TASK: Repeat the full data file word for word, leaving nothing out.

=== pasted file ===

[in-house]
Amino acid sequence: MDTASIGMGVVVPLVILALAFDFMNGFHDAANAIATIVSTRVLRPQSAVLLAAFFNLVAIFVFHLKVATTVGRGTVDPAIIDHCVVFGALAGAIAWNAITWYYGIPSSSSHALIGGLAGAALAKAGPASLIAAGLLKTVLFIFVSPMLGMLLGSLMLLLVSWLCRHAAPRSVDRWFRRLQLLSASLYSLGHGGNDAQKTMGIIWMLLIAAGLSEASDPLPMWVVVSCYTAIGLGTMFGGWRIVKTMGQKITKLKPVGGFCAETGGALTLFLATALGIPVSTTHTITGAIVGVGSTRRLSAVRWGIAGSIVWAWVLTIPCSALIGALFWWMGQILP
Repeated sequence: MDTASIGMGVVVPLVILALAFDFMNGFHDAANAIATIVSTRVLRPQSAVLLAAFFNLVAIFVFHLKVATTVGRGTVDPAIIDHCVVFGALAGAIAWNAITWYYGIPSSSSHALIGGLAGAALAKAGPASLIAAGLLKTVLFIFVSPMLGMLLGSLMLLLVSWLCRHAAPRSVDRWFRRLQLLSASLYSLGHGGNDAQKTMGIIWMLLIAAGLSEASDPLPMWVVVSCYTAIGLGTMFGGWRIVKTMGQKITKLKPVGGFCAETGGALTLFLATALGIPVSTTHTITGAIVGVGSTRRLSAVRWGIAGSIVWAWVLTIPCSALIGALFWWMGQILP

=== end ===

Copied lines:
[in-house]
Amino acid sequence: MDTASIGMGVVVPLVILALAFDFMNGFHDAANAIATIVSTRVLRPQSAVLLAAFFNLVAIFVFHLKVATTVGRGTVDPAIIDHCVVFGALAGAIAWNAITWYYGIPSSSSHALIGGLAGAALAKAGPASLIAAGLLKTVLFIFVSPMLGMLLGSLMLLLVSWLCRHAAPRSVDRWFRRLQLLSASLYSLGHGGNDAQKTMGIIWMLLIAAGLSEASDPLPMWVVVSCYTAIGLGTMFGGWRIVKTMGQKITKLKPVGGFCAETGGALTLFLATALGIPVSTTHTITGAIVGVGSTRRLSAVRWGIAGSIVWAWVLTIPCSALIGALFWWMGQILP
Repeated sequence: MDTASIGMGVVVPLVILALAFDFMNGFHDAANAIATIVSTRVLRPQSAVLLAAFFNLVAIFVFHLKVATTVGRGTVDPAIIDHCVVFGALAGAIAWNAITWYYGIPSSSSHALIGGLAGAALAKAGPASLIAAGLLKTVLFIFVSPMLGMLLGSLMLLLVSWLCRHAAPRSVDRWFRRLQLLSASLYSLGHGGNDAQKTMGIIWMLLIAAGLSEASDPLPMWVVVSCYTAIGLGTMFGGWRIVKTMGQKITKLKPVGGFCAETGGALTLFLATALGIPVSTTHTITGAIVGVGSTRRLSAVRWGIAGSIVWAWVLTIPCSALIGALFWWMGQILP